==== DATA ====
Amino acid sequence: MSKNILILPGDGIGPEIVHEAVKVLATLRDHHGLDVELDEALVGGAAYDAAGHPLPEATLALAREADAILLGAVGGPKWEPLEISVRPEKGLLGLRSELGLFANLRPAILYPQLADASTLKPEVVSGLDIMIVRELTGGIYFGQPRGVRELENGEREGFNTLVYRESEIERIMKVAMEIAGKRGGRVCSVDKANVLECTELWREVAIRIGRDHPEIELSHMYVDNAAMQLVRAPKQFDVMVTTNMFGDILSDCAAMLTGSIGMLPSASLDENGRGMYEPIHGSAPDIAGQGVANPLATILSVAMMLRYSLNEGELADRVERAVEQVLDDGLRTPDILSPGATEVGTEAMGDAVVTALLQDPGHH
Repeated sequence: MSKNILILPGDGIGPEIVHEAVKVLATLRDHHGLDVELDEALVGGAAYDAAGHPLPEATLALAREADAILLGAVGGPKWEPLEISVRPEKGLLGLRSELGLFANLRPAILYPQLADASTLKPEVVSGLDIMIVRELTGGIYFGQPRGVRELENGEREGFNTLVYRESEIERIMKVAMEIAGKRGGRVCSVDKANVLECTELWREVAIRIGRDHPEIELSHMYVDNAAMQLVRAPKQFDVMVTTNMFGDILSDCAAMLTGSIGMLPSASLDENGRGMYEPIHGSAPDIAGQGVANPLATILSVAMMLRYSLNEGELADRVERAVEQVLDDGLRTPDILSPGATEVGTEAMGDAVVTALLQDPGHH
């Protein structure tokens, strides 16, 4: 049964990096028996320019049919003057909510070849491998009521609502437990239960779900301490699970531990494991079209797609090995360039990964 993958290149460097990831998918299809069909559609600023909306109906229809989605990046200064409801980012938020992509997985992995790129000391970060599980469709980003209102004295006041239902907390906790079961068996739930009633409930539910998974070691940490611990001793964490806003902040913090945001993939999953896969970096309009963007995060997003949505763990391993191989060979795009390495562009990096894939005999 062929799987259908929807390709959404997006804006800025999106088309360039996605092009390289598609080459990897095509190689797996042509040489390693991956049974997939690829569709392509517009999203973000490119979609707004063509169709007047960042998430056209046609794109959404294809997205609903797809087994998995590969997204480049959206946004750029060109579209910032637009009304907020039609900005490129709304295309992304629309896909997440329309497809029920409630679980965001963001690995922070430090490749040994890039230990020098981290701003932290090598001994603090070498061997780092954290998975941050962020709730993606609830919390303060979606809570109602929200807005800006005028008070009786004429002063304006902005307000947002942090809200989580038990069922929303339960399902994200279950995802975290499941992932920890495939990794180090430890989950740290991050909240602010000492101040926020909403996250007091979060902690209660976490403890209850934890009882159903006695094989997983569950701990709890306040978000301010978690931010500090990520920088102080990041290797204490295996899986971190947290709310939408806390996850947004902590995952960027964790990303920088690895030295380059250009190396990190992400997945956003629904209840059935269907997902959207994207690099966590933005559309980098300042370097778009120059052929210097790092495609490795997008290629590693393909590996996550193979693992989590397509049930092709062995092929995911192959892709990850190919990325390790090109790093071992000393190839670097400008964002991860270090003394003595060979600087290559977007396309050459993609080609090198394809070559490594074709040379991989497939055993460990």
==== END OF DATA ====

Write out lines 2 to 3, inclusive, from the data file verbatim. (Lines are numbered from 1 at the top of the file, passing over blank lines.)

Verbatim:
Repeated sequence: MSKNILILPGDGIGPEIVHEAVKVLATLRDHHGLDVELDEALVGGAAYDAAGHPLPEATLALAREADAILLGAVGGPKWEPLEISVRPEKGLLGLRSELGLFANLRPAILYPQLADASTLKPEVVSGLDIMIVRELTGGIYFGQPRGVRELENGEREGFNTLVYRESEIERIMKVAMEIAGKRGGRVCSVDKANVLECTELWREVAIRIGRDHPEIELSHMYVDNAAMQLVRAPKQFDVMVTTNMFGDILSDCAAMLTGSIGMLPSASLDENGRGMYEPIHGSAPDIAGQGVANPLATILSVAMMLRYSLNEGELADRVERAVEQVLDDGLRTPDILSPGATEVGTEAMGDAVVTALLQDPGHH
């Protein structure tokens, strides 16, 4: 049964990096028996320019049919003057909510070849491998009521609502437990239960779900301490699970531990494991079209797609090995360039990964 993958290149460097990831998918299809069909559609600023909306109906229809989605990046200064409801980012938020992509997985992995790129000391970060599980469709980003209102004295006041239902907390906790079961068996739930009633409930539910998974070691940490611990001793964490806003902040913090945001993939999953896969970096309009963007995060997003949505763990391993191989060979795009390495562009990096894939005999 062929799987259908929807390709959404997006804006800025999106088309360039996605092009390289598609080459990897095509190689797996042509040489390693991956049974997939690829569709392509517009999203973000490119979609707004063509169709007047960042998430056209046609794109959404294809997205609903797809087994998995590969997204480049959206946004750029060109579209910032637009009304907020039609900005490129709304295309992304629309896909997440329309497809029920409630679980965001963001690995922070430090490749040994890039230990020098981290701003932290090598001994603090070498061997780092954290998975941050962020709730993606609830919390303060979606809570109602929200807005800006005028008070009786004429002063304006902005307000947002942090809200989580038990069922929303339960399902994200279950995802975290499941992932920890495939990794180090430890989950740290991050909240602010000492101040926020909403996250007091979060902690209660976490403890209850934890009882159903006695094989997983569950701990709890306040978000301010978690931010500090990520920088102080990041290797204490295996899986971190947290709310939408806390996850947004902590995952960027964790990303920088690895030295380059250009190396990190992400997945956003629904209840059935269907997902959207994207690099966590933005559309980098300042370097778009120059052929210097790092495609490795997008290629590693393909590996996550193979693992989590397509049930092709062995092929995911192959892709990850190919990325390790090109790093071992000393190839670097400008964002991860270090003394003595060979600087290559977007396309050459993609080609090198394809070559490594074709040379991989497939055993460990």